The chapter is also an attempt to make the language in which emotions are discussed more sophisticated. Historians often work with quite simple notions of ‘sympathy’ and ‘hostility’. They note that militant tactics made Liberal men hostile – which is true – and conclude that they therefore failed. But recent work in social psychology and the philosophy of the emotions permits us to be more sophisticated vocabulary of emotional states – not just sympathy and hostility, but pride, shame, guilt, pity, indignation and many others.

It also introduces the useful concept of the ‘action tendency’ of an emotion – its capacity to provoke impulses to act. The trouble with imperturbability was that its action tendency was to put off their demand, or at best to weigh it judiciously against other considerations. The trouble with humour was that it diminished its object and dissipated action. Stronger action tendencies could be expected from arousing pity, respect, indignation and frustration. Not all these were useful action tendencies for the suffragettes. Pity was a particular trap. But rather than unite Liberal men in cool ‘sympathy’, with its weak action tendency, militant tactics were, I argue, designed to split them using hot emotions with strong action tendencies. Angering men, therefore, should not be regarded as a failure. Militancy was a divisive, overheated emotional strategy which accepted its alienating effect on some supporters as the price to be paid for motivating others.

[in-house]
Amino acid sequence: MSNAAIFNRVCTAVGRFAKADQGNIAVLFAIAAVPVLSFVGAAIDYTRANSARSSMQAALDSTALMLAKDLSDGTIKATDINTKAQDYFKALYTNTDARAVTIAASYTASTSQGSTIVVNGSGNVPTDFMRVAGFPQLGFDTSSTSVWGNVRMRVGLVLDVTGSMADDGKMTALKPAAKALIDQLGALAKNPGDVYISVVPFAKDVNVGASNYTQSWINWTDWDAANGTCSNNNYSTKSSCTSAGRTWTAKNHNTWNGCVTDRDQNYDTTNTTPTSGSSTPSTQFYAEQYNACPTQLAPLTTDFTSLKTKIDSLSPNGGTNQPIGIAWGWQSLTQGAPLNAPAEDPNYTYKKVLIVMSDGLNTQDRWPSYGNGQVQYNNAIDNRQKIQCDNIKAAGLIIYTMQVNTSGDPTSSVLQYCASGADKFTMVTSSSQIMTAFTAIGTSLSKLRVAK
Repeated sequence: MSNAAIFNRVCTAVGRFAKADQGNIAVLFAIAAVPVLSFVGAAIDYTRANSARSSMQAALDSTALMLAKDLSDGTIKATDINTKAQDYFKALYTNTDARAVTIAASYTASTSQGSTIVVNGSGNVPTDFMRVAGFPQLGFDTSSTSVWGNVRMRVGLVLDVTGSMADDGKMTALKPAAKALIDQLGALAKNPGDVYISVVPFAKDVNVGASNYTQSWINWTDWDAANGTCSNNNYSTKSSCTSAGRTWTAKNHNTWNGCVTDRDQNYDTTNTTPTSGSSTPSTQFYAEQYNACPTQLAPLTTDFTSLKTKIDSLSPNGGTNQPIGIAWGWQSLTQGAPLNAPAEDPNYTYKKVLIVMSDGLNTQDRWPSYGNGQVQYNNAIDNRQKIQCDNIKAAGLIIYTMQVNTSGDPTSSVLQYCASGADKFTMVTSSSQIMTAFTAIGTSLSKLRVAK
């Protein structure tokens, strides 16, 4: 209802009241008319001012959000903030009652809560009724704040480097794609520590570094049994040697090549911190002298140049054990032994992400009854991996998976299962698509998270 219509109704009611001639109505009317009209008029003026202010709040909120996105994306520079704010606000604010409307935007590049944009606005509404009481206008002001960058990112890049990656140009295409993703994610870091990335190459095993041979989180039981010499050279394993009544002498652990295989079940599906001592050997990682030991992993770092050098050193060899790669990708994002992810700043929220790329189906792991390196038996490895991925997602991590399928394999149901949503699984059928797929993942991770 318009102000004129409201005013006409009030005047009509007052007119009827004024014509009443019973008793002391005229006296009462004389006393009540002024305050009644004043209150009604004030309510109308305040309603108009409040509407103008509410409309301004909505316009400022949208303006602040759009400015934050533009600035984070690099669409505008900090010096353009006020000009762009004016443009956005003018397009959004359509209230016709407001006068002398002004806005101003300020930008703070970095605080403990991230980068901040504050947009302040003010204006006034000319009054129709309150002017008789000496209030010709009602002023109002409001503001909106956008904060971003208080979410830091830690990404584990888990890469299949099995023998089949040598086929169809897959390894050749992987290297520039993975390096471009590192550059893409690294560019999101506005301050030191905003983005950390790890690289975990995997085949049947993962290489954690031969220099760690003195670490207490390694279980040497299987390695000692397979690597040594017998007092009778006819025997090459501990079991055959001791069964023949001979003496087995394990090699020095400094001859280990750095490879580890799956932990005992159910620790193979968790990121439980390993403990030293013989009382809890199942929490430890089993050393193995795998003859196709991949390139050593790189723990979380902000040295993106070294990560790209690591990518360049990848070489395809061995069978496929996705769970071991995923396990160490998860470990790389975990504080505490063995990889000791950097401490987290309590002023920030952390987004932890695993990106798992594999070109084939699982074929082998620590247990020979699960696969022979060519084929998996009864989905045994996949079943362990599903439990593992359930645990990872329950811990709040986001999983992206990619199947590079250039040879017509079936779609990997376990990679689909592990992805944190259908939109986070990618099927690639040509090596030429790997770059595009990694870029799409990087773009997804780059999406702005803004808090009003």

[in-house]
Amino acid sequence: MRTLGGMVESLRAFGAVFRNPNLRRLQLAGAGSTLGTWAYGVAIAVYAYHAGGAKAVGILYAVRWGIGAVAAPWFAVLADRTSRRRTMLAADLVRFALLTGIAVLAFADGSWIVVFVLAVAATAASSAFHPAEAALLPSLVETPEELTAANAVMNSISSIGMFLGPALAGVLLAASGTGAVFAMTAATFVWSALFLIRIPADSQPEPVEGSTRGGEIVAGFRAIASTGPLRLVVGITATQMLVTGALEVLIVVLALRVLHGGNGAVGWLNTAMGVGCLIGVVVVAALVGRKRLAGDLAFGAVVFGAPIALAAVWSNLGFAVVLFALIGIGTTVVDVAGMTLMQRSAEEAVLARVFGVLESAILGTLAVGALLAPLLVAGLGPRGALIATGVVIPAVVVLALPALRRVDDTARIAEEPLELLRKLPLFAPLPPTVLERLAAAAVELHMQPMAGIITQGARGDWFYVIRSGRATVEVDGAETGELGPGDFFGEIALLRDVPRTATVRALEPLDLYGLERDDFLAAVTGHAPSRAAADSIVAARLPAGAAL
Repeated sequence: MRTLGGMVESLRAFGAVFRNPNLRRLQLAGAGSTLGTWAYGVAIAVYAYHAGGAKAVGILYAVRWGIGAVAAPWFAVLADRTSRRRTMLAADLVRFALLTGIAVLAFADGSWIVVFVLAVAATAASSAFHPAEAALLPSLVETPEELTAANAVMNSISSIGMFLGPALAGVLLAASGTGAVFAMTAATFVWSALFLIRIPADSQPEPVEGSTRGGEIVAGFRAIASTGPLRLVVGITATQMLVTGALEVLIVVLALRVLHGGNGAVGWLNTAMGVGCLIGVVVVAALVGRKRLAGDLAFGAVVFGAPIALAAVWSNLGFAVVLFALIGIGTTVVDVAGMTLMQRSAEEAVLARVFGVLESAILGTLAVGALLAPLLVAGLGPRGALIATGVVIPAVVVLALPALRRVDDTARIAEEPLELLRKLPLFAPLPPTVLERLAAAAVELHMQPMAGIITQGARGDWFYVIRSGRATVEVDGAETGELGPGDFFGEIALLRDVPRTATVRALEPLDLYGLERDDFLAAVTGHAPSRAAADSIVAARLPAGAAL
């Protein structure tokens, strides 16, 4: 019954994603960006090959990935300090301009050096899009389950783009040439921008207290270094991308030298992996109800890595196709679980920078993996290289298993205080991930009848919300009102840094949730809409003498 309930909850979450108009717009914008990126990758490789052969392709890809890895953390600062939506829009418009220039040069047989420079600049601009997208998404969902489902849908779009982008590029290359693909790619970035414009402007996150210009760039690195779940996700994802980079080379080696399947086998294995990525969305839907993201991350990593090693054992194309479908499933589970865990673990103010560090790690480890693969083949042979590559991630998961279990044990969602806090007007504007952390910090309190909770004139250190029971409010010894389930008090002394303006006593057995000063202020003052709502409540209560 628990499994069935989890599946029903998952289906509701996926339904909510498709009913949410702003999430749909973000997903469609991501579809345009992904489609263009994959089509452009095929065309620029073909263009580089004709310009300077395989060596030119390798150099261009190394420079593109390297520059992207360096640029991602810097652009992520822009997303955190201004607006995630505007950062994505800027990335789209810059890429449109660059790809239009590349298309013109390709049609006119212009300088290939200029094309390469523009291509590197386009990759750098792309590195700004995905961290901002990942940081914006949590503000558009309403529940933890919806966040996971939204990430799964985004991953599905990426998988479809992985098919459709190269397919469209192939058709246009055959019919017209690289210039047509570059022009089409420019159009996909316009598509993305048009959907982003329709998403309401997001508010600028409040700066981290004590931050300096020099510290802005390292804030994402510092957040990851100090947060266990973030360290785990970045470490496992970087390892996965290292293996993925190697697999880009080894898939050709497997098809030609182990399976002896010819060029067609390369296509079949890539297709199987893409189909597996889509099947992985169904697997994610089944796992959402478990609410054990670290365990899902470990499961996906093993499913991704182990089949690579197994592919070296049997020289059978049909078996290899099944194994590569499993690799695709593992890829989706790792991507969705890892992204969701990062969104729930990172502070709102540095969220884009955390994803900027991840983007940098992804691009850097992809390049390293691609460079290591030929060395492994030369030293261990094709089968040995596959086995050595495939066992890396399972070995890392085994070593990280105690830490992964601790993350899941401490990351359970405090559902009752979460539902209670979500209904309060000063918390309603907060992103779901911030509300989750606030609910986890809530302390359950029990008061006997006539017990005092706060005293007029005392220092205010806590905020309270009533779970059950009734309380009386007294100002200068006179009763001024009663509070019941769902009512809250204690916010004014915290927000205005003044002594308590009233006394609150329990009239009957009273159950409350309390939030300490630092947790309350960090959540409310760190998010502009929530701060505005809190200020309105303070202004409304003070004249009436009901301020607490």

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Men and Purity Campaigns

These two chapters form part of a project on the unacknowledgment of the personal in politics. They concern men’s support for movements for male sexual purity in the decade before the First World War.

Whenever personal questions supplement the political, I argue, the personal of the political becomes significant. I explain the the personal of the political more fully elsewhere, but in short it refers to the person of the political activist – i.e. who she is: her identity, emotions, embodiedness, close relationships, etc – considered independently of the views she campaigns for. ‘Supplementation’ means the attempt to ‘add in’ a question to political consideration without otherwise altering anything else, such as political processes and structures.

The more intimate the question, the harder it is for this supplementation to be done without full acknowledgment of the personal of the political. Sexual desire is both the most intimate and idiosyncratic aspect of human personality. It deeply affects people, how they feel, and what they believe, often for reasons that they do not fully understand. Even more work therefore has to be done to render it impersonal again, when that is what people wish to do. The effort needed to keep the personal and the political apart will therefore be more visible. And, for the same reason, the work will also to be more likely to fail, and thus more visible when it does so. Despite the difficulties in researching it, it is therefore a good case to consider.